Street performers: Kozo Kaos by Madelaine Empson
What fascinated you most about magic and circus arts growing up?
It was always the sense of wonder whenever a magic trick was performed. I also grew up watching the circus and it still is fascinating to see the Big Top set up and seeing all these amazing performers doing extraordinary tricks.
You’re now a juggler, magician, and circus stunt performer. Where did you learn these skills?
I’m mostly self-taught so I learned everything the hard way! I’d spend every day learning card tricks and performing them during break in high school pretending I was a street magician like Cyril Takayama. Then my sister Lisa (who is now a world champion juggler/kendama player) taught herself how to juggle and within a few days she was juggling three balls. I thought it looked easy and decided I’d give it a try... it wasn’t easy. Over the years I’ve met a few jugglers who’d come through New Zealand for a festival or a circus and I took those opportunities to learn from some of the best.
At what point did you decide to go for it career-wise?
When I was in Year 10 I got my first-ever paid gig, fire juggling for a corporate event. After learning I could get paid to do what I love, I knew it was exactly what I wanted to do as a job! After graduating high school, I ran away with the circus, then became a street performer.
When did you become Kozo Kaos?
I used to go by my real name Kozo Komatsubara, which people have difficulty spelling or pronouncing. I’ve been introduced on stage as Kumarabatsu once... maybe twice. But it wasn’t until 2015 when my friend Paul Klaass came up with Kozo Kaos. Now I have people misspelling ‘Kaos’, which is not as bad.
How did your first-ever street performance go?
The first time I did a street show was actually at a festival. The show went great. A few years later after only performing at festivals and markets, my good friend and someone who I consider my mentor, ZakTakular, asked if I wanted to come out to the streets and do some ‘real’ street shows so I met up with him at Queen Elizabeth Square in Downtown Auckland. I gave it a try and failed. I struggled to gather a crowd and my tricks didn’t get any response. After this show I realised I had a lot to work on.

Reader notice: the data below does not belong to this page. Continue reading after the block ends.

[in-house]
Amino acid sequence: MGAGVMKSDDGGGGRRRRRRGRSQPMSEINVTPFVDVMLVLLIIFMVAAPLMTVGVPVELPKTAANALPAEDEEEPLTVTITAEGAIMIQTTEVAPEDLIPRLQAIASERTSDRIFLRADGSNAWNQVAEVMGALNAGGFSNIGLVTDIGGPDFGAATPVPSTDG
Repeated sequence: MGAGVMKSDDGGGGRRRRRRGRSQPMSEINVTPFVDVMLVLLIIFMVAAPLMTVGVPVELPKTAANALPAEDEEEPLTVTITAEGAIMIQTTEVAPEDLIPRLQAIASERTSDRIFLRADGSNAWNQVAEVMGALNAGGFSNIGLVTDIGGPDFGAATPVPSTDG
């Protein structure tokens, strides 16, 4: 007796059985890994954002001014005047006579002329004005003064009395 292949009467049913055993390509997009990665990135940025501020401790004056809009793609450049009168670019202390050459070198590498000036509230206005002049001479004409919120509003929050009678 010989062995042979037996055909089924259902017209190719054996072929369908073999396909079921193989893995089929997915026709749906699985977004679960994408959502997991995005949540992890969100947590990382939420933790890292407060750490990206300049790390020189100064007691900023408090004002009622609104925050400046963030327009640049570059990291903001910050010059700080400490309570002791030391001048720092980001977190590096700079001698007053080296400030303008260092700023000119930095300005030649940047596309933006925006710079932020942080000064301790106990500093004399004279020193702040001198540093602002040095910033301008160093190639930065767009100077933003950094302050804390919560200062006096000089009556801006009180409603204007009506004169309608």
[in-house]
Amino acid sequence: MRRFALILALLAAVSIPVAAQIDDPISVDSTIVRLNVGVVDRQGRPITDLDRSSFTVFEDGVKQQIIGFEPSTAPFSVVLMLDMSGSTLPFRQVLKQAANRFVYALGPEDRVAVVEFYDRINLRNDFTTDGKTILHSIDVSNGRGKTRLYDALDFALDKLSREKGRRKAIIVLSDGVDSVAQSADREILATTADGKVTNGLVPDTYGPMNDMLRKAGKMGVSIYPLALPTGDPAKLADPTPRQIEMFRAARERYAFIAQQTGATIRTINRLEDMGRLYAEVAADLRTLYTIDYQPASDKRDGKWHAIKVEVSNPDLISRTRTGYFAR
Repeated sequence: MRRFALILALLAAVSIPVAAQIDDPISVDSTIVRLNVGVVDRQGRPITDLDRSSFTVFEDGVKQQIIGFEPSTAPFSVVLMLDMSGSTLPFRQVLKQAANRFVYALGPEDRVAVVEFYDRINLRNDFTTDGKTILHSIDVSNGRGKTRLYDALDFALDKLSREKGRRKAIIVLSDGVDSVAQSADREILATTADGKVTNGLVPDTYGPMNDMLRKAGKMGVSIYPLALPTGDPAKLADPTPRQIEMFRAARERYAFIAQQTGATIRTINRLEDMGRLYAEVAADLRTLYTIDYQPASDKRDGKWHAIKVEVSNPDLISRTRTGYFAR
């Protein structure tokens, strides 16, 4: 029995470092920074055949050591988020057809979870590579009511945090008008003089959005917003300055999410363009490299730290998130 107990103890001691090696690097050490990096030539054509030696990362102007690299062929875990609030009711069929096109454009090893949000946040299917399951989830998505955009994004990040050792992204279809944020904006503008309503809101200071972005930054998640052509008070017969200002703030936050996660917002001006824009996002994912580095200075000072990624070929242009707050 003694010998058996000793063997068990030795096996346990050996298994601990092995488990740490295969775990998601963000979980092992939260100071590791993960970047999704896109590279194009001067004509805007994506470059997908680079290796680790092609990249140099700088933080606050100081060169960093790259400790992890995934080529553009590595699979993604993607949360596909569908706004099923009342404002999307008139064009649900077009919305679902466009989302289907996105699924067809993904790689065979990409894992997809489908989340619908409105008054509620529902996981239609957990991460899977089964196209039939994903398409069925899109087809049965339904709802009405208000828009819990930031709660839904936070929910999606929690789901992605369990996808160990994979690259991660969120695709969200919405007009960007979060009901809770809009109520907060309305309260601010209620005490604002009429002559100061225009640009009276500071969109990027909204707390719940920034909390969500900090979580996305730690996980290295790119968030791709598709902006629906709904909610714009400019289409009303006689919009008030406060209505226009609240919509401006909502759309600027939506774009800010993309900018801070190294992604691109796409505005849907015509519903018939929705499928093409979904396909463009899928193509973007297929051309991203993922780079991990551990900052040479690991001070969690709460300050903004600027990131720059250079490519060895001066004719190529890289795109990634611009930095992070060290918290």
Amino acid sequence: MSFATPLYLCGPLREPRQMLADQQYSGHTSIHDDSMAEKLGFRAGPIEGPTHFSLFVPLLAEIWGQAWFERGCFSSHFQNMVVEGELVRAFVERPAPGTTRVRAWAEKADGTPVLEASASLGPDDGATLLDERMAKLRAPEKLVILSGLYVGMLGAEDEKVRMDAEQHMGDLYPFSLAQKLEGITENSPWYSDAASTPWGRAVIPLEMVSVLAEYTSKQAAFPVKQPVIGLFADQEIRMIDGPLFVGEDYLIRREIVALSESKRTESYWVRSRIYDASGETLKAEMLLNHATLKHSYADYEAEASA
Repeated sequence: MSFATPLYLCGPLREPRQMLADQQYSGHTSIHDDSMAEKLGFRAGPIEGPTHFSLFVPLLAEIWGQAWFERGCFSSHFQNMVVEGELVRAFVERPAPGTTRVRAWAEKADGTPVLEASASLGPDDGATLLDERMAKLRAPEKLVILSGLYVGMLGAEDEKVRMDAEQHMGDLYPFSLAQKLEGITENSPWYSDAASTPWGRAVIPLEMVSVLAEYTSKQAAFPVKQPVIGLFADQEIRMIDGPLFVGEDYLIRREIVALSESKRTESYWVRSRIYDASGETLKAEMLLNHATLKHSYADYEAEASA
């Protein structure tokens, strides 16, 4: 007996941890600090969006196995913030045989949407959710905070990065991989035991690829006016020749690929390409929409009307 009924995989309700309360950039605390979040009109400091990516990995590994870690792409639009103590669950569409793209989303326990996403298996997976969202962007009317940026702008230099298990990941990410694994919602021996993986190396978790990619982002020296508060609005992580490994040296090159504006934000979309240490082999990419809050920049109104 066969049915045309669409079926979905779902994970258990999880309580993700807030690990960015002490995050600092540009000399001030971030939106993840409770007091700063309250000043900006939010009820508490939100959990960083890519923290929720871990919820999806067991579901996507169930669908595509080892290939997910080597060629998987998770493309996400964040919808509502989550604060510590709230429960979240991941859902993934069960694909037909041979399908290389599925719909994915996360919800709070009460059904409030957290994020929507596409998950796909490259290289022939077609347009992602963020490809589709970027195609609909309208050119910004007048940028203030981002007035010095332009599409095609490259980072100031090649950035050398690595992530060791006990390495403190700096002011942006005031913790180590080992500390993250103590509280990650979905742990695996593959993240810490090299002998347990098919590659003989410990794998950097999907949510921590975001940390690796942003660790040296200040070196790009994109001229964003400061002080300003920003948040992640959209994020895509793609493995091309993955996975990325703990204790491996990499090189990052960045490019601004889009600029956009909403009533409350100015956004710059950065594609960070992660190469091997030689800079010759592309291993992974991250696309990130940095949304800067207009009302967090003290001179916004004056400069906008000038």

You’ve since performed around New Zealand and in Australia, Japan, and the UK. What have been some of the highlights?
I got to perform at the famous Covent Garden in London, known as the home of street theatre. It has been one of my goals to perform there and also Edinburgh Fringe, the world’s biggest performing arts festival. That was such an amazing experience, seeing all my performer friends in one place. We did shows, watched shows, and hung out every day for a whole month.
What are some of the challenges of what you do and why do you keep doing it regardless?
Dealing with weather. Sometimes you’ll get rained out halfway through your show or it’s super windy, making it difficult to do some of my tricks. And drunk people, one time I had someone walk in mid-show who took his shirt off and challenged me to a fight while I was up balancing on top of the ladder. Luckily I had some kind audience members who helped clear the situation.
I keep doing it because I love the lifestyle. I absolutely love travelling and doing my show in different countries and cities, making people laugh, smile, and amazing them with my tricks. It’s a great feeling when you can gather a bunch of strangers who weren’t expecting to see a show and we all have a great time. That’s real connection right there.